As someone who has worked in the publishing field for more than two decades, I must make what might be an astonishing admission: I don't read for fun very often. And when I do, it's usually nonfiction, historical books.
Until lately. Until I bought my Kindle. I'm reading for fun again, and I've expanded my reading selection to include fiction. It seemed logical to go in search of novels that included knitting. There seemed to be plenty, including books by Debbie Macomber, Kate Jacobs, and Maggie Sefton. Many of my knitting buds swore by those others. Sadly, I found most knitting fiction disappointing.
Perhaps it's because I don't read romances (except for the occasional Southern chick-lit offering). Most of the knitting fiction I read seemed to concentrate on romance and subjects that would make a good (or not) chick flick, and I don't mean that in a pejorative way. Light reading is wonderful, and these books fulfilled that type of reading.
The only author whose works I consistently enjoyed was Maggie Sefton. Yes, there was an element of romance, but there was also more: mystery. OK, I generally had the who did what to whom figured out very early in the story, but I'm good that way. Still, there was enough of a storyline that kept me hooked until the book's end. And more important--to a publisher and bookseller--made me check to see when her next book was coming out.
Of course, Maggie's books also reminded me of one of my all-time favorite television shows: Murder She Wrote. I often wondered why Jessica Fletcher wasn't a suspect more often. After all, murders seemed to follow her around. And Cabot Cove, Maine? That little town must have had a murder rate, percentage wise at least, that rivaled the most crime-ridden cities in the world. Still, I loved that show.
So what does that have to do with the Maggie Sefton series? Well, it seems as though the murder rate has soared since Kelly Flynn moved to town. Still, she's managed to escape being considered a suspect, for the most part.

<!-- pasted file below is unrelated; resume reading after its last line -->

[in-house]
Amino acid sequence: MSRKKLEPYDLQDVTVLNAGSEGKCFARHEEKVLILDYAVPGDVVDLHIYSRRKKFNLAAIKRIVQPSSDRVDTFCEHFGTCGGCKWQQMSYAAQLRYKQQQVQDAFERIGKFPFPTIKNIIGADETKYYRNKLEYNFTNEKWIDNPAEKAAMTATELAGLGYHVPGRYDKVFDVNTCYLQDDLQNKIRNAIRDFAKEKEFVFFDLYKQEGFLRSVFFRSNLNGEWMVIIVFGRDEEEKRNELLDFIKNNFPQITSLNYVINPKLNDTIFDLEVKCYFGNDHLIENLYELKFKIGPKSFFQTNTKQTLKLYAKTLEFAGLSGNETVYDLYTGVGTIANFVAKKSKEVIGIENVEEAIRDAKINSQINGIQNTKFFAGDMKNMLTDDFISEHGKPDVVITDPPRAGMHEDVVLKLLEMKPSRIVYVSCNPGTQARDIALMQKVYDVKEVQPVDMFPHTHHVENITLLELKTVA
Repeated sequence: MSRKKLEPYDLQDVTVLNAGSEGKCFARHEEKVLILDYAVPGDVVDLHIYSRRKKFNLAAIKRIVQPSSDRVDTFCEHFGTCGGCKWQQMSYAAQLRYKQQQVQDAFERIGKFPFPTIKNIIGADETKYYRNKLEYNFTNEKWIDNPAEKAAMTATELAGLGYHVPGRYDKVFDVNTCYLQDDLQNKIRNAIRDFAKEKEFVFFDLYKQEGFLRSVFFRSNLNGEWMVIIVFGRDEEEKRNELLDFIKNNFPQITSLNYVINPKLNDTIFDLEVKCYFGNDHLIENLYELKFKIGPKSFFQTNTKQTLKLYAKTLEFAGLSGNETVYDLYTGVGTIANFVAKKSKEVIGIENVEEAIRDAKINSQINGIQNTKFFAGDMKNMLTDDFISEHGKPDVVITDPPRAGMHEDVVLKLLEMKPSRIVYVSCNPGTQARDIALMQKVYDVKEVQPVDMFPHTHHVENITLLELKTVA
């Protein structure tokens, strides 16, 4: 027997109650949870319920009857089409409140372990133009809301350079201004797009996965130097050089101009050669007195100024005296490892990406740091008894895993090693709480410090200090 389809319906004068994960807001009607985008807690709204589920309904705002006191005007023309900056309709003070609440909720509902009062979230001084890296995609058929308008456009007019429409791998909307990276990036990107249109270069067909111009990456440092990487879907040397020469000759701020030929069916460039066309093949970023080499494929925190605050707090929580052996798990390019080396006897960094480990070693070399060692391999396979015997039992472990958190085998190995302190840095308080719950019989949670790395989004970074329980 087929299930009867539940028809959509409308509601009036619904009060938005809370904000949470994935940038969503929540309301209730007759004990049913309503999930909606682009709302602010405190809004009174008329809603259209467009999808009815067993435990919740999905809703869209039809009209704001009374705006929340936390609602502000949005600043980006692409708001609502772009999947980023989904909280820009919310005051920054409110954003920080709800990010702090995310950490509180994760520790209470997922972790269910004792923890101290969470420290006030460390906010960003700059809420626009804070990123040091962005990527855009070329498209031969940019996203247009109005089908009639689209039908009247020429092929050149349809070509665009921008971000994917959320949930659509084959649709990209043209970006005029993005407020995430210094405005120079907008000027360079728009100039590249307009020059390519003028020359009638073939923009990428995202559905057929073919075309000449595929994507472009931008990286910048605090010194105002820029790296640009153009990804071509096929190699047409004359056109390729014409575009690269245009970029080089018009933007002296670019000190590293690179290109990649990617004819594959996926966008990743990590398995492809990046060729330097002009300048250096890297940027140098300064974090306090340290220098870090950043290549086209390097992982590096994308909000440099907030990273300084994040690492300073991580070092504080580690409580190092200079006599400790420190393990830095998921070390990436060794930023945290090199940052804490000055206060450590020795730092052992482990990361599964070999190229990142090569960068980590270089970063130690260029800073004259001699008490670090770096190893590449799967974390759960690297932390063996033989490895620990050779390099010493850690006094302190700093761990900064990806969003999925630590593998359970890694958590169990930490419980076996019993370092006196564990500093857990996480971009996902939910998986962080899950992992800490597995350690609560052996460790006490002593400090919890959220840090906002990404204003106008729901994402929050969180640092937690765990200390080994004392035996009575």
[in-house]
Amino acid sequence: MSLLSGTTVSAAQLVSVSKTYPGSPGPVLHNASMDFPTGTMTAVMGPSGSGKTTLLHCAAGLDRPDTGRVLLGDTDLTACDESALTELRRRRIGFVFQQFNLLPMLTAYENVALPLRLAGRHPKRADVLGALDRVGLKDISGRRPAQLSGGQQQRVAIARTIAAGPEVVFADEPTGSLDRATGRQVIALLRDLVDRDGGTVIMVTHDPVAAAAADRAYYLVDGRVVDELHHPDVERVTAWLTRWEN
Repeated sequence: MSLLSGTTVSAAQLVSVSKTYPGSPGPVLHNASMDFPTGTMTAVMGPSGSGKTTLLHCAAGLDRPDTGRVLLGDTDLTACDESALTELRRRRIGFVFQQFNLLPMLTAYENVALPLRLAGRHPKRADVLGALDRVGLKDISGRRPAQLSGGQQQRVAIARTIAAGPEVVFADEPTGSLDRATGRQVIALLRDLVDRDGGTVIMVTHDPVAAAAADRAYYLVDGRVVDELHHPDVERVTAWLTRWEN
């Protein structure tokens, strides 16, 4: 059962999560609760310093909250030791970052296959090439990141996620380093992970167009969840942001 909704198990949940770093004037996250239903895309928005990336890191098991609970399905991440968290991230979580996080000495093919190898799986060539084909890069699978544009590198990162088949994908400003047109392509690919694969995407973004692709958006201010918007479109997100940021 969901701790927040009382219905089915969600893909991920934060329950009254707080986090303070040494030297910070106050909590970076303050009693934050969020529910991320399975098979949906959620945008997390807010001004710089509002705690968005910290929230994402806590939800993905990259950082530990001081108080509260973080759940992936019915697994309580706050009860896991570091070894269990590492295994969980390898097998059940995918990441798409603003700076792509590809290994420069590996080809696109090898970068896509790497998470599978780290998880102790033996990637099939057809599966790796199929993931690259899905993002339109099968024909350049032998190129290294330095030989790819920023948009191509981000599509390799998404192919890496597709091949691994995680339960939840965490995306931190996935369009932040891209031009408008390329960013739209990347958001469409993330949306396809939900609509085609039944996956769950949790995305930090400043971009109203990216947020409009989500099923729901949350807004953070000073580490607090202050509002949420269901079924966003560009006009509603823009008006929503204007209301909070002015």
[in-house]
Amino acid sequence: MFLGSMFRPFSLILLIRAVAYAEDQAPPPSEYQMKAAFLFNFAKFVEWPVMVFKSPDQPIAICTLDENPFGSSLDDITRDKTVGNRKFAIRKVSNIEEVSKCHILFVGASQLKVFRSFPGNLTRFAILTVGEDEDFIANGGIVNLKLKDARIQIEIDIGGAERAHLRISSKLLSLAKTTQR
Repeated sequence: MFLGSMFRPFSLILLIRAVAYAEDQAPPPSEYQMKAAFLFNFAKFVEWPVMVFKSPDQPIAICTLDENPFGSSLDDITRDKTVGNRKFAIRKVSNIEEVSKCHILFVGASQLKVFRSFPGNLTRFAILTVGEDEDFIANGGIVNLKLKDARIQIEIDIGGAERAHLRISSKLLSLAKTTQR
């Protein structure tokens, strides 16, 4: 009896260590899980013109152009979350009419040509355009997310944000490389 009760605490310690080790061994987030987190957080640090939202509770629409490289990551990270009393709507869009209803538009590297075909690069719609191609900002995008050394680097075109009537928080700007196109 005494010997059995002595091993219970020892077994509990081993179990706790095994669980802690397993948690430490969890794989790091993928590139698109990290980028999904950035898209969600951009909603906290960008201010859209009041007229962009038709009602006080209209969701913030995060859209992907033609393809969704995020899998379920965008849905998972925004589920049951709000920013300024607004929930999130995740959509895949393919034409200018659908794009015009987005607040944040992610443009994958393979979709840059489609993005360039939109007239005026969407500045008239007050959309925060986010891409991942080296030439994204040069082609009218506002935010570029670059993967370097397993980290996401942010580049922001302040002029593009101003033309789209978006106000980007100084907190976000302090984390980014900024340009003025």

Last night I finished Barbara Bretton's Casting Spells. It was an OK read, but I can't say that I give it rave reviews. Personally, I found it derivative. In short, the action takes place in a small town that was built to model Salem, Massachusetts. It's a place where vampires, shapeshifters, and other such souls can live and not be harassed by humans. The main character is half human and half not. That premise has a lot of possibilities. But, as I said, I found myself thinking about other books and films that did things better. For example, portions of the book reminded me of Practical Magic and even Bewitched. And, since this style seemed so different from her other books (at least from my research; this is the first of her books that I've read), I couldn't help but wonder if she had written it as a way to jump on the bandwagon of other stories about creatures such as vampires.
Despite my lingering doubts, it was an entertaining, mindless read. And sometimes, that's what you need. Personally, I feel there are much better ones out there, but this book isn't awful. And if you're a Barbara Bretton fan, I suspect you'll like it, though it is different from her other work.
As one might expect, the ending left open the probability of a sequel. Will I read it? Probably. But not unless it's available on Kindle. I wouldn't pay $20+ to do so.